A first-hand understanding of impact investing at the Mason School of Business

Last Tuesday, the Finance Club and Net Impact Club welcomed a distinguished a Mason School of Business alumni Sarah Williams ’76, M.B.A. ’78, who spoke on the topic of impact investing. She is currently serving as the Chief Risk Officer of Virginia Community Capital. She spent six years studying and living in Williamsburg, she quickly broke the ice with students by talking about news in Williamsburg.

Impact investing is investment activities in companies, organizations, and funds aiming to generate measurable social and environmental impact along with a financial return. It has been gaining momentum in recent years, and such investors can range from individuals to small and large corporations. Impact investors actively seek to place capital in businesses and funds that can generate the positive power of enterprise. This type of investment can also occur across asset classes, for example private equity or venture capital, debt, and fixed income.

With years of work experience in investment banking and venture capital industry, Sarah has always been on the front tier of the future of impact investing. Her presentation was very interactive; she explained the concept of triple bottom line (e.g. People, Planet, and Profit) to students who are not familiar with the concept. She then went on to elaborate on the shifting trend of the rising number of top corporations in America focusing not only on profitability, but also social impact.

Additionally, Sarah also discussed the importance of local impact in bringing social economic benefit back to the local community. Businesses around the country are coming to the realization that while outsourcing might bring more savings, the overall result could backfire. Outsourcing oftentimes means shedding local jobs, which could lead to a long lasting negative impact on the local community. In recent years, however, more and more business are moving productions back. Business leaders are realizing that localizing production does not only make economic sense with the rising cost of transportation and labor cost overseas, but also, localizing production is brings positive social impact to a local community.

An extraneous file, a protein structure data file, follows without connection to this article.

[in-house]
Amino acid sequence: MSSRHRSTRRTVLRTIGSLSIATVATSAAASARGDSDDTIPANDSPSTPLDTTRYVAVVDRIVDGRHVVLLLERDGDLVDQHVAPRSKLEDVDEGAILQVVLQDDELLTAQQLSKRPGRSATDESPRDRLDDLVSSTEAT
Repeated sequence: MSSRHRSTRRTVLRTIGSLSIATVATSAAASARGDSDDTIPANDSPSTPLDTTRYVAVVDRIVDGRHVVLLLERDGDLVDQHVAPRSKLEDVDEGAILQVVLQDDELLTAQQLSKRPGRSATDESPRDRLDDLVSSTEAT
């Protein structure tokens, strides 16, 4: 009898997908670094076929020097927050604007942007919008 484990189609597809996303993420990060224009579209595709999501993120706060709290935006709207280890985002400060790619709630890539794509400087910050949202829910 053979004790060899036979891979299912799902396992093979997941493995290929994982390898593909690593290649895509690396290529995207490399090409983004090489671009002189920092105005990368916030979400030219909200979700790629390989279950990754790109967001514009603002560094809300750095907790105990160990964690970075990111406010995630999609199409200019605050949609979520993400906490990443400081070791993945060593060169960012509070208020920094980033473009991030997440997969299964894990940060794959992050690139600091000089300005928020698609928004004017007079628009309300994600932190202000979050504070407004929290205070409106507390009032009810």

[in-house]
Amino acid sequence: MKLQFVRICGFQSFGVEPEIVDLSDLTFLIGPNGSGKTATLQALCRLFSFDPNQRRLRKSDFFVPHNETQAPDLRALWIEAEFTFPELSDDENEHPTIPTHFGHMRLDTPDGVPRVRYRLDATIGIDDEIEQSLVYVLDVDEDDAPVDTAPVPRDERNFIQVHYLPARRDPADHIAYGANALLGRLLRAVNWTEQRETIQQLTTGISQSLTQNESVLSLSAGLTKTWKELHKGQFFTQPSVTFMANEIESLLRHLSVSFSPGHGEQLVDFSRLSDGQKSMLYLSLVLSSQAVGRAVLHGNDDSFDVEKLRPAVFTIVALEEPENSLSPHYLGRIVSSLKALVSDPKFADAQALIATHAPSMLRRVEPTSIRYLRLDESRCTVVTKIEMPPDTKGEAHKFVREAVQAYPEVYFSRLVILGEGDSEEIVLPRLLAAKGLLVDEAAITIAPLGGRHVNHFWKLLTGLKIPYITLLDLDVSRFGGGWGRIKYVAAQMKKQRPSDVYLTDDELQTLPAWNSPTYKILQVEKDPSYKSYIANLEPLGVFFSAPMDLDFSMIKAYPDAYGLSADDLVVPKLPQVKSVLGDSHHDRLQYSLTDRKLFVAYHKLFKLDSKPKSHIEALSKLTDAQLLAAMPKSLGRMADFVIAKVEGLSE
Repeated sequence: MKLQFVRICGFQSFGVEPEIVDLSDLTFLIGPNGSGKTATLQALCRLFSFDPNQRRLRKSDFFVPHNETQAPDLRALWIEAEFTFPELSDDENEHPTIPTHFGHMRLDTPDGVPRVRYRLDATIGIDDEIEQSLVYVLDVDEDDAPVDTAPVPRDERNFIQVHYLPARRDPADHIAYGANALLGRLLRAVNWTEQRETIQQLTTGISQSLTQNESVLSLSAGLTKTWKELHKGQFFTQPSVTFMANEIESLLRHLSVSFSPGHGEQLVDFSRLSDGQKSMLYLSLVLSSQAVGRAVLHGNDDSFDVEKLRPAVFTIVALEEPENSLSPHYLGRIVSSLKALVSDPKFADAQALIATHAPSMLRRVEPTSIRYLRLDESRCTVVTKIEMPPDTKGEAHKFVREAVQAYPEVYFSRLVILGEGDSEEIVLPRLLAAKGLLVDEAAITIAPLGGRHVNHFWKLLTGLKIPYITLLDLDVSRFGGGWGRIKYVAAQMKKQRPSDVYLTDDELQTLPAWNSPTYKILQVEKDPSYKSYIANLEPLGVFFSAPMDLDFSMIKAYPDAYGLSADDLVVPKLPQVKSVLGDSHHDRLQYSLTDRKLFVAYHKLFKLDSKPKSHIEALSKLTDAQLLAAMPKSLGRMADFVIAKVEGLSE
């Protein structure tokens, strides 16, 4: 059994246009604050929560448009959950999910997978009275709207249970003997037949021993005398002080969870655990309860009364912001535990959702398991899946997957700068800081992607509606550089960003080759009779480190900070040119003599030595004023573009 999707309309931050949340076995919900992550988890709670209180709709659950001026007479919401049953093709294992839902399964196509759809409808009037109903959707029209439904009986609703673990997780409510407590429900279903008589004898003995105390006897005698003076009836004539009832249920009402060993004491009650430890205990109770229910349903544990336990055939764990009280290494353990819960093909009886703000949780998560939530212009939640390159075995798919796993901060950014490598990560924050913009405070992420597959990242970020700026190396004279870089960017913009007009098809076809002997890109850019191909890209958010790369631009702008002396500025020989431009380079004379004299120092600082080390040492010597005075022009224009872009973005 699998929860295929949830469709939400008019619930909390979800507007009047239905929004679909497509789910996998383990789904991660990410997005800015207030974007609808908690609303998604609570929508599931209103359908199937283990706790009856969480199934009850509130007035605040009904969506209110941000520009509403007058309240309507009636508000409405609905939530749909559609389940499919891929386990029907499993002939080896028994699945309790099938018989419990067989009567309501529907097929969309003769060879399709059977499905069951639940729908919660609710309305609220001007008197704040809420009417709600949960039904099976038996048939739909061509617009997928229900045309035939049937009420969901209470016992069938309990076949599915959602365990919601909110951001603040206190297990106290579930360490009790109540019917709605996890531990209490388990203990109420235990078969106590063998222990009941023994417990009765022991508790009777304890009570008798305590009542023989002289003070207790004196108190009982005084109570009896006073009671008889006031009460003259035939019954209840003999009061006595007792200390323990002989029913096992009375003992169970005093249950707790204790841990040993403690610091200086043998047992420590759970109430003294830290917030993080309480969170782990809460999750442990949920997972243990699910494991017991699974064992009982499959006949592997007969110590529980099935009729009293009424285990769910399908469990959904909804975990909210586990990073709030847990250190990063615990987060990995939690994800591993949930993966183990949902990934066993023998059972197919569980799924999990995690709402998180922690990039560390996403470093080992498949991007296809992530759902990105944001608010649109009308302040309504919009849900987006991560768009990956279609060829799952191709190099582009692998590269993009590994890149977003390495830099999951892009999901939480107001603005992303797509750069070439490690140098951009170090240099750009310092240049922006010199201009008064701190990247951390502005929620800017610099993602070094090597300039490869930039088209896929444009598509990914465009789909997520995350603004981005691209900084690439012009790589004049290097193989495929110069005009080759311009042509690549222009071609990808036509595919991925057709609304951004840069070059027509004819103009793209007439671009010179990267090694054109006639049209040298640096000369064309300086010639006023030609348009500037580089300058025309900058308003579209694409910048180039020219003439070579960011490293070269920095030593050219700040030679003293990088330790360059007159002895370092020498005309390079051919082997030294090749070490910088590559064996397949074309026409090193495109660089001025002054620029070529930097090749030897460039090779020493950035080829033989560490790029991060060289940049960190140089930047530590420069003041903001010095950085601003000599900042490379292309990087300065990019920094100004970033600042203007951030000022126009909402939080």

Sarah also addressed second year MBA candidate Guyon McKnight’s question on whether there is demand for impact investing projects. To our surprise, the demand for impact investment is rising so fast that Organizations such as the endowment of University of Virginia is having trouble finding the socially responsible ventures to invest in. Billy Ekofo asked about how impact investing could potentially benefit developing countries around the world? Sarah introduced the concept of micro-financing, a business model that small business owners in developing countries can receive many smaller amounts of funds from many investors. A popular platform of micro financing is Kiva.

Finally, Sarah wrapped up the discussion by encouraging attendees interested in Finance or Corporate Social Responsibility to seek a career in impact investing. I followed her advice and searched for Positions such as Portfolio Manager, or Investors Relationship Manager. It turned out that impact investing is just as multifaceted as a regular career in investment. Overall the presentation was extremely informative and inspiring. I strongly urge all my classmates to learn more about impact investing and possibly starting an interesting and meaningful career.

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Hanyan Wu
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Hanyan Wu is a MBA candidate with the Mason School of Business at the College of William and Mary.

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